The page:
Wednesday, February 13, 2013

Review: Identity Thief

This one wasn't my pick; however, I had no arguments against it. It seemed a little silly and good for a few laughs, but what really got me interested enough to pay money was Jason Bateman. I don't know if you know this, but I love his sense of humor. Something about the straight-laced, no-one's-listening-anymore, almost-muttering delivery he has just speaks to me. A lot of people I've tried to explain this to do not understand. They don't laugh when he speaks. I, on the other hand, find trouble not laughing at every word he says. There's just something about it.
Basically Sandy (Bateman) finds out about huge purchases made with his card and a crime he supposedly committed in another state. Obviously, this was not him and he realizes he has become a victim of identity theft, because someone has been using his account, his social, and his name. The police (like in most comedies/actions/any movie where the cop isn't the main character) are useless in protecting Sandy from becoming overdrawn and losing his job, so it's up to him to bring the person who has stolen his identity face-to-face with the ColoradoPD and get a confession. Thus, he travels to where his card was used last to bring "Sandy," who we shall now call Diana (McCarthy), to bring her back with him. A messed-up roadtrip ensues where they have to beware of a crazy bounty hunter and two drug dealer (associates?) who are also looking for Diana. A lot of random troubles occur, which I honestly could not tell you the exact order of (or why), even though I saw it two days ago.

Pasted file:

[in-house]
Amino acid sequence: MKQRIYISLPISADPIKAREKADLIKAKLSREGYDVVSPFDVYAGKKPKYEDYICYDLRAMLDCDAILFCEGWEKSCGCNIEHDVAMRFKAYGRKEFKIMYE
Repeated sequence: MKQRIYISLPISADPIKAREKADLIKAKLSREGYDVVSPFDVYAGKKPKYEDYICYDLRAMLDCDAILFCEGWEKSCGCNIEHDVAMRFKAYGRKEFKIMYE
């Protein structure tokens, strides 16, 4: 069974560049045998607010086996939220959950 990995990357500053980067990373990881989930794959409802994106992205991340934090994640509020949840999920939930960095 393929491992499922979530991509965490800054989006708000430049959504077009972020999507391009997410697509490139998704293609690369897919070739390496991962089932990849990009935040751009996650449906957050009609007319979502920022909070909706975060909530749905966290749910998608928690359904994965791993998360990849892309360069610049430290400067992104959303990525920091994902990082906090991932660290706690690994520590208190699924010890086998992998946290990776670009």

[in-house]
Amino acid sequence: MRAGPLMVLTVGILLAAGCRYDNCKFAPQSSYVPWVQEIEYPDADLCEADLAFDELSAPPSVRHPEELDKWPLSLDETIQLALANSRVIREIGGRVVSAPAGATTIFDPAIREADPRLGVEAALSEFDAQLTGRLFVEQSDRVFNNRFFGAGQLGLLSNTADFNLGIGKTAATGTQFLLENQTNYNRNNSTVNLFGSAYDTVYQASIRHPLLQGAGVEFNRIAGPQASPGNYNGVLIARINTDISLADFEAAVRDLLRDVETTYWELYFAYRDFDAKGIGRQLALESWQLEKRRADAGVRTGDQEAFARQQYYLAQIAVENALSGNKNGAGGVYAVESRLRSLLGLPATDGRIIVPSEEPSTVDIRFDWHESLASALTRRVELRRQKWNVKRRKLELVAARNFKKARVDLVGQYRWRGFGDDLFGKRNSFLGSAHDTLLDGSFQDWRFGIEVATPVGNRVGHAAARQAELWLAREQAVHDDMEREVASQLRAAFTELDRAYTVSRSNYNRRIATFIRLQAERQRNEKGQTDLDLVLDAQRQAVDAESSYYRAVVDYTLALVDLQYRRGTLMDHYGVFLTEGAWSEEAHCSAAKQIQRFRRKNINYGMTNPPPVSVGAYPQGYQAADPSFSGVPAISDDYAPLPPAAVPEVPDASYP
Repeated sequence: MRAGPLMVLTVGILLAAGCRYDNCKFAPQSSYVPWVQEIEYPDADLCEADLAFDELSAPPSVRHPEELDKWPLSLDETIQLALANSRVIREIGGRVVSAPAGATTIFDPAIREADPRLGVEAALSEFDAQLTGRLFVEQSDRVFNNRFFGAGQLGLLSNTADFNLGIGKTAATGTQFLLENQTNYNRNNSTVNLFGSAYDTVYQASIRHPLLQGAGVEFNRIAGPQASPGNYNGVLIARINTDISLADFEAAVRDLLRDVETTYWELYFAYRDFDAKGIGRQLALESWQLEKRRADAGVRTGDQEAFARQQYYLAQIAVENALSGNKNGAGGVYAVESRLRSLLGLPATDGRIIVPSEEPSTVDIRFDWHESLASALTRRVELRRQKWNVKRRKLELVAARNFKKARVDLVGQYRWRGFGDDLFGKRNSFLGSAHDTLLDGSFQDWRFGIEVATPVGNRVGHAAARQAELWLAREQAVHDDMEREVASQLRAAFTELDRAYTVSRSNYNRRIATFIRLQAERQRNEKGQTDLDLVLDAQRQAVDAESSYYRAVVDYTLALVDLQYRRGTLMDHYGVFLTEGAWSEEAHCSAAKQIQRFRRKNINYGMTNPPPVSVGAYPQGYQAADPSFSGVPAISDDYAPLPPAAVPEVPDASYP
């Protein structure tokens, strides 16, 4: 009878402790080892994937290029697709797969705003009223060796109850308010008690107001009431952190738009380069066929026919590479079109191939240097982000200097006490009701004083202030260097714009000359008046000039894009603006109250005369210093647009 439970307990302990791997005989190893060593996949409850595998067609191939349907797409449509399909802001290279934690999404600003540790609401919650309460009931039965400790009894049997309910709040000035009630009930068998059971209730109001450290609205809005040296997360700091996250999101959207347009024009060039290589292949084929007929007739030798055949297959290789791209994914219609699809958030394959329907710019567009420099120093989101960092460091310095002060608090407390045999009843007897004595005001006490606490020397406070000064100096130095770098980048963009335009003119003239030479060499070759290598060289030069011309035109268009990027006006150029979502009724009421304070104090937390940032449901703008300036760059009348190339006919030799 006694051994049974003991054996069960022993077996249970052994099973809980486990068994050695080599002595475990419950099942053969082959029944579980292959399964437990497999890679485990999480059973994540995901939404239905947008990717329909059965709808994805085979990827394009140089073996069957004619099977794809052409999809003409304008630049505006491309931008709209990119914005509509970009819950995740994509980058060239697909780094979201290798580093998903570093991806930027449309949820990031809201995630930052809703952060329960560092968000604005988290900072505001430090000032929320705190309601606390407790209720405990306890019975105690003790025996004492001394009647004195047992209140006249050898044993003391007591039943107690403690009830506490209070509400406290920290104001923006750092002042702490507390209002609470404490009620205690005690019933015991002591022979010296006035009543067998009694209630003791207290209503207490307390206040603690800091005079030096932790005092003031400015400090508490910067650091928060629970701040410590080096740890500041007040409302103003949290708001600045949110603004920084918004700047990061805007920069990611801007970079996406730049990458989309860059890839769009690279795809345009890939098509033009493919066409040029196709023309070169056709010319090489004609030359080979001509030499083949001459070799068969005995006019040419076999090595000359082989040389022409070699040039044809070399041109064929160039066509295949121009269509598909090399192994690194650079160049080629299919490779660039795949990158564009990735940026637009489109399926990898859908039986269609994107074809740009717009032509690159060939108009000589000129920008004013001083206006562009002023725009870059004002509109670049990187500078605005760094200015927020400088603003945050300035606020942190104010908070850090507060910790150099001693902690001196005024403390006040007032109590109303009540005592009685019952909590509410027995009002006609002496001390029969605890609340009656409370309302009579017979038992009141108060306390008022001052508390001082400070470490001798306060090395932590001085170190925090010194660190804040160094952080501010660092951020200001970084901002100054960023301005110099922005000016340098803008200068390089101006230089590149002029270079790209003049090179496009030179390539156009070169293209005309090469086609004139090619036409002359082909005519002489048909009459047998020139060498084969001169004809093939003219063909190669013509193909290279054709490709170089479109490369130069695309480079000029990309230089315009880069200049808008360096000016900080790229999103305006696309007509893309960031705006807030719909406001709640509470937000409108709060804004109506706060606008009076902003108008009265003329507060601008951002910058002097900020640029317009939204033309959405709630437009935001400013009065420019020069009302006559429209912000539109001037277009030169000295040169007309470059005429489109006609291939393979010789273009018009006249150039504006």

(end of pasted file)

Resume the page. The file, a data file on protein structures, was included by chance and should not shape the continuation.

So, obviously, there's some great laughs. And for the most part it tends to stay on track of fairly believable. (Minus the bounty hunter and two drug dealers, who I kind of felt the movie would've done much better without.) The odd thing about this movie was that there are some strangely sentimental moments where you really sympathize with Diana (and Melissa McCarthy does a great job in these dramatic scenes -- I think she cries like three times and it makes me think she shouldn't always go for the funny girl parts).

And the movie has this message about being a schmuck because that's the "right" thing. I couldn't really get a hundred percent behind that part. Sometimes you need to play the game. The world is not black and white, and I think it's better to stand up for yourself and what you believe is right, then get walked all over because that's the nice thing to do.

Identity Thief (Gordon, 2013) has some silly laughs and great friendship-based values. I think it tries too hard (and fails) at a deep moral message five minutes after she tapes up a bounty hunter with a Capri Sun, but it's a fun movie to see with friends. Verdict: RENT-IT.